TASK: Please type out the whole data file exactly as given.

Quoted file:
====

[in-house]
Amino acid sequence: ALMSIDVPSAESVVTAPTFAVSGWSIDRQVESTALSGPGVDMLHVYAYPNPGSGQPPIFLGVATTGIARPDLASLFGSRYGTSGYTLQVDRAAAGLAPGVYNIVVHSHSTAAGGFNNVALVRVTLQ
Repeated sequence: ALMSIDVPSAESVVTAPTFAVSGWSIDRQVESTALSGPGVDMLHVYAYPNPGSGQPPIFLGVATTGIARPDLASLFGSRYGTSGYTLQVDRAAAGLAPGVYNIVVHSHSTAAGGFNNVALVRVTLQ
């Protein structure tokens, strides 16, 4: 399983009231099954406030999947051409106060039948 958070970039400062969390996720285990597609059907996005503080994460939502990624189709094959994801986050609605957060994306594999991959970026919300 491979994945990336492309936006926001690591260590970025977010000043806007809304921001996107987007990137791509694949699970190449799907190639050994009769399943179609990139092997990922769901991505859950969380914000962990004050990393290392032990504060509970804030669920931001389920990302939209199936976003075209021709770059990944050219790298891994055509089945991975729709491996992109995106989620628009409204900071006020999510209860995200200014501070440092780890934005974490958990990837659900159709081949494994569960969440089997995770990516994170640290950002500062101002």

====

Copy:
[in-house]
Amino acid sequence: ALMSIDVPSAESVVTAPTFAVSGWSIDRQVESTALSGPGVDMLHVYAYPNPGSGQPPIFLGVATTGIARPDLASLFGSRYGTSGYTLQVDRAAAGLAPGVYNIVVHSHSTAAGGFNNVALVRVTLQ
Repeated sequence: ALMSIDVPSAESVVTAPTFAVSGWSIDRQVESTALSGPGVDMLHVYAYPNPGSGQPPIFLGVATTGIARPDLASLFGSRYGTSGYTLQVDRAAAGLAPGVYNIVVHSHSTAAGGFNNVALVRVTLQ
């Protein structure tokens, strides 16, 4: 399983009231099954406030999947051409106060039948 958070970039400062969390996720285990597609059907996005503080994460939502990624189709094959994801986050609605957060994306594999991959970026919300 491979994945990336492309936006926001690591260590970025977010000043806007809304921001996107987007990137791509694949699970190449799907190639050994009769399943179609990139092997990922769901991505859950969380914000962990004050990393290392032990504060509970804030669920931001389920990302939209199936976003075209021709770059990944050219790298891994055509089945991975729709491996992109995106989620628009409204900071006020999510209860995200200014501070440092780890934005974490958990990837659900159709081949494994569960969440089997995770990516994170640290950002500062101002």